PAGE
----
British Women’s Writing between 1930 and 1960: ‘Influences and Connectivity’
A One-day Conference at the University of Chichester. West Sussex. UK
Saturday May 27th 2017
Co-organised by Dr Miles Leeson and David Clayton
Department of English & Creative Writing
The conference aims to extend the discussion of British women’s writing that was initiated at the University of Hull in June 2016.
“Located in the ‘no-man’s land’ recently labelled ‘intermodernism’ by Kristin Bluemel and others, the work of women writers in the period between 1930 and 1960 has been too easily overlooked in assessments of large movements in literature. Situated after the Women’s Suffrage movement, World War One, and high modernism, it remains distinct from the Auden generation, but precedes the appearance of the ‘kitchen sink’, the ‘sexual revolution’, and the woman’s ‘confessional novel’”. Sue Kennedy. University of Hull. 2016
The thirty-year time span in question is characterised by what Claire Seiler has called its ‘middleness’ whereby it confronts the past, and at the same time, anticipates the future. In considering the concepts of influence and connectivity, fiction by women has been well examined for influences from Elaine Showalter’s ‘Big Five’ women who head the canon in what might be called a feminine tradition, unconsciously or this example, from Elizabeth Taylor’s debut novel At Mrs Lippincote’s (1945) which pays conscious homage to one of her great influences:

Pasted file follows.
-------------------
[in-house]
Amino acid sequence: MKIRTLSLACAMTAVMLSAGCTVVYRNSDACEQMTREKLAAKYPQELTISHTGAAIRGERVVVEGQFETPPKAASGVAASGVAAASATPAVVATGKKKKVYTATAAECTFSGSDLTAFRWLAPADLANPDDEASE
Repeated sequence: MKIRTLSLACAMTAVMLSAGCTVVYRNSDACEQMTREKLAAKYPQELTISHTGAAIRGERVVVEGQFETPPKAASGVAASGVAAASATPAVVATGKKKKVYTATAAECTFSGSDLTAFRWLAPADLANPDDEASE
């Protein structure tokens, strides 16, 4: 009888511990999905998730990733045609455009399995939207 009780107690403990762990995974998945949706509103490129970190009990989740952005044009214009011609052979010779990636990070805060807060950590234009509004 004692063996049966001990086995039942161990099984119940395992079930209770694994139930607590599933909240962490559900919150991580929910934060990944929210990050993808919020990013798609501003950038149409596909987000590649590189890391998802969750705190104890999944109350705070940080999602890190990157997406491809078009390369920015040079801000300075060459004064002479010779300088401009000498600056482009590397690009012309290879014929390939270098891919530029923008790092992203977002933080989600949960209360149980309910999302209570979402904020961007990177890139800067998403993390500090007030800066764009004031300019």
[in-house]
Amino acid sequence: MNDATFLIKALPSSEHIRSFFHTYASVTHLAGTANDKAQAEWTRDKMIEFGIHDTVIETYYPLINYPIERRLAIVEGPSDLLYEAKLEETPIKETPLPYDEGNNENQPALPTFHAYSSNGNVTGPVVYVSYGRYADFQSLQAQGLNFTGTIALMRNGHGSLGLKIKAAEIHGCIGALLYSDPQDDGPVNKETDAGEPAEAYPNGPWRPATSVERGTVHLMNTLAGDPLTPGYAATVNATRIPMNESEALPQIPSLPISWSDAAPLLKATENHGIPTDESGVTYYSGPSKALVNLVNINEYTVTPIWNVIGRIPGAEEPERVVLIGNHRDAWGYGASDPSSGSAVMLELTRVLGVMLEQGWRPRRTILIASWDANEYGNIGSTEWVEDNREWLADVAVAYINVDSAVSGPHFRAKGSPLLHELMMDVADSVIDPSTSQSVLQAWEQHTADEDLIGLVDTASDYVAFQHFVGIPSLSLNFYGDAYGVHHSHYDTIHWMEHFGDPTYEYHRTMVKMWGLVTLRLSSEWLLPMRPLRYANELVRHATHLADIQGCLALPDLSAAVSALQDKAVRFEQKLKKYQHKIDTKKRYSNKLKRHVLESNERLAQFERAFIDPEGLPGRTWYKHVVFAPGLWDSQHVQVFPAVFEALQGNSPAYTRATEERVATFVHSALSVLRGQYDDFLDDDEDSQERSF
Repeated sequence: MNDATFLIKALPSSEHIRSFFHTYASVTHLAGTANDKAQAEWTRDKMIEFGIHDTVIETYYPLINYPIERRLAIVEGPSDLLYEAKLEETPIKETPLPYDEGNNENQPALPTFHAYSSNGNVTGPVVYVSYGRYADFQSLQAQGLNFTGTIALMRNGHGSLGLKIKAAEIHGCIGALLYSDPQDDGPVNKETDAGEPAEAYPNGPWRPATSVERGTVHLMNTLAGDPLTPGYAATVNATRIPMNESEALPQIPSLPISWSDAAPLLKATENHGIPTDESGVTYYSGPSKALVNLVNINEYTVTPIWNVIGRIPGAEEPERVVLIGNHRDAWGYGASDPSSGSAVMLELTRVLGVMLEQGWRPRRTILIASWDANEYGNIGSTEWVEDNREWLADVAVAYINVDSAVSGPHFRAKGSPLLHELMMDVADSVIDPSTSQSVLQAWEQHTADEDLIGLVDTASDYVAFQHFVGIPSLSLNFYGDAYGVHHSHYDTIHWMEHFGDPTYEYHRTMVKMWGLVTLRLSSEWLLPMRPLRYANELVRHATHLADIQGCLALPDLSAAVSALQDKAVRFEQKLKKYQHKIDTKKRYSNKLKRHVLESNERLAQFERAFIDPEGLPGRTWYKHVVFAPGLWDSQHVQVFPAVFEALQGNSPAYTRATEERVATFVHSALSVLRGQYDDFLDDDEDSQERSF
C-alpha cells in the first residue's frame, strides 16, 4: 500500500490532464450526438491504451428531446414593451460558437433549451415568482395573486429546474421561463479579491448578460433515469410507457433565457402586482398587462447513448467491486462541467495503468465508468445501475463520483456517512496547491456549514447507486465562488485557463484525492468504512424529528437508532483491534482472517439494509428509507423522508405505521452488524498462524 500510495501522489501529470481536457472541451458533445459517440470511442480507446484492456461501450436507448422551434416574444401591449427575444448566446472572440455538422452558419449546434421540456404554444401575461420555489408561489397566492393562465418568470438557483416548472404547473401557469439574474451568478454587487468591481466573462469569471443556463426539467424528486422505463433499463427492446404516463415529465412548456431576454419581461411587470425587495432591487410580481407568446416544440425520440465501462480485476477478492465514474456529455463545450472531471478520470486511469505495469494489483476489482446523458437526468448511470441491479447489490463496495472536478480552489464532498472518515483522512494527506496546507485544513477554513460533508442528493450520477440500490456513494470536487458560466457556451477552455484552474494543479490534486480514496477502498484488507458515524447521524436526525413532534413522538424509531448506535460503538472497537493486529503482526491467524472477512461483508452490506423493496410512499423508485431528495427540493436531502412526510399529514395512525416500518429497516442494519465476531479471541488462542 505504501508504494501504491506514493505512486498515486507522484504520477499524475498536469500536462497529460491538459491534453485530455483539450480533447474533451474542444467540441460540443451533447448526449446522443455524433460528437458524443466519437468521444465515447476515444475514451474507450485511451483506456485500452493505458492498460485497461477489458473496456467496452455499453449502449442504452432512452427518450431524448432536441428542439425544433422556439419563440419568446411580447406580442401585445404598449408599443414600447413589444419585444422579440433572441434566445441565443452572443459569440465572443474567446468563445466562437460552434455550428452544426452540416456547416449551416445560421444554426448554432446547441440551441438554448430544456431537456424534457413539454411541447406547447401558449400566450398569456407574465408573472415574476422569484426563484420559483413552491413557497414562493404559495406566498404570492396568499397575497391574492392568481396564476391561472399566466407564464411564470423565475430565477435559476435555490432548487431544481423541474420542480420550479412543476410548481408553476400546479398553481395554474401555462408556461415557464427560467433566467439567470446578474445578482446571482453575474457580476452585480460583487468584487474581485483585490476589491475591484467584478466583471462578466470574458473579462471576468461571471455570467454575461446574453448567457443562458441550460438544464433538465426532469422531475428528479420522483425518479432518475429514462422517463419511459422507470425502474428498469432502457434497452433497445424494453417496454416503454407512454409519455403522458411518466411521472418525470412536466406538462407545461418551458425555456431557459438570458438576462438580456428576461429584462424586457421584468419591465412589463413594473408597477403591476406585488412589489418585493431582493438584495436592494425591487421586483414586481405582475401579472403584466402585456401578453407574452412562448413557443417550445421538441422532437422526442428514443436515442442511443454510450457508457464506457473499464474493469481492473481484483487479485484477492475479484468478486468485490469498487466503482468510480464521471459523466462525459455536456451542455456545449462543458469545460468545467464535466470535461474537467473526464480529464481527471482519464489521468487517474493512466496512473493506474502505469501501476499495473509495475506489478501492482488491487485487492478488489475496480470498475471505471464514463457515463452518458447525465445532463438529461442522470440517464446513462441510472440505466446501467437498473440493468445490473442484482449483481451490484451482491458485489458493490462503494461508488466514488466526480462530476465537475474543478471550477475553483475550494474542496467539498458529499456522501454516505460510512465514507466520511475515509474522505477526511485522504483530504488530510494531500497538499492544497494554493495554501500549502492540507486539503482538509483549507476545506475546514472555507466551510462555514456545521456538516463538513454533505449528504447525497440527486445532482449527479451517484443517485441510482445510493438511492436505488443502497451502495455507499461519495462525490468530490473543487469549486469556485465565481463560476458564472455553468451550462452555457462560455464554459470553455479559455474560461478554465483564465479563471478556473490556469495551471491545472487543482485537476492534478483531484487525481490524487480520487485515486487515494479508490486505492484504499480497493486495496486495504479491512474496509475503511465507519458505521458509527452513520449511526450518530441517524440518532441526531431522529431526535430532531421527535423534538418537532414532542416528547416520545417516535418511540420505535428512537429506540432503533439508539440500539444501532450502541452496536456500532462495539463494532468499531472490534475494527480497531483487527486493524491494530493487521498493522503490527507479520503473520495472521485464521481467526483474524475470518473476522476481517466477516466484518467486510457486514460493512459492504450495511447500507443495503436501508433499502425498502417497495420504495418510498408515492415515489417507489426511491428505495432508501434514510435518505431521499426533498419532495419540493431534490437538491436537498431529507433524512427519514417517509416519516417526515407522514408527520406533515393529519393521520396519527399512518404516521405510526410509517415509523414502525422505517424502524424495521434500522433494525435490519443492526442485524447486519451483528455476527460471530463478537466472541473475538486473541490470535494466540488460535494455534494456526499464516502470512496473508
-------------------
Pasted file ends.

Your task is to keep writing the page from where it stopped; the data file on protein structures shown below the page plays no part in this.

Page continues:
“One of the best meals I ever ate in my imagination was the boeuf en daube in ‘To the Lighthouse’ said Julia, ‘I see it now and smell it – the great earthenware dish and its’” (she closed her eyes and breathed deeply) “its confusion of savoury brown and yellow meats, and its bayleaves and its wine”.
There is, however, a substantial body of innovative and experimental work by women that deserves rehabilitation and scholarly recognition. To this end the conference will offer a thought-provoking environment in which to consider the influences that acted on women writers of the period, and in what ways they may be connected to Modernist, Intermodernist, and Post-Modernist impulses in addition to following a realist tradition. The conference title is intended to be broad enough to allow for the many varied interpretations which contributors may bring, whilst maintaining an underlying thread of common interest.
Our first confirmed keynote is Emeritus Professor Avril Horner (Kingston University) who will be discussing her forthcoming biography of Barbara Comyns.
We invite abstracts of up to 300 words for papers of no more than 20 minutes or panels of three associated papers to cover a range of women’s fiction, poetry and drama in relation to the conference title ‘Influences and Connectivity’. Please include brief biographical details and email to firstname.lastname@example.org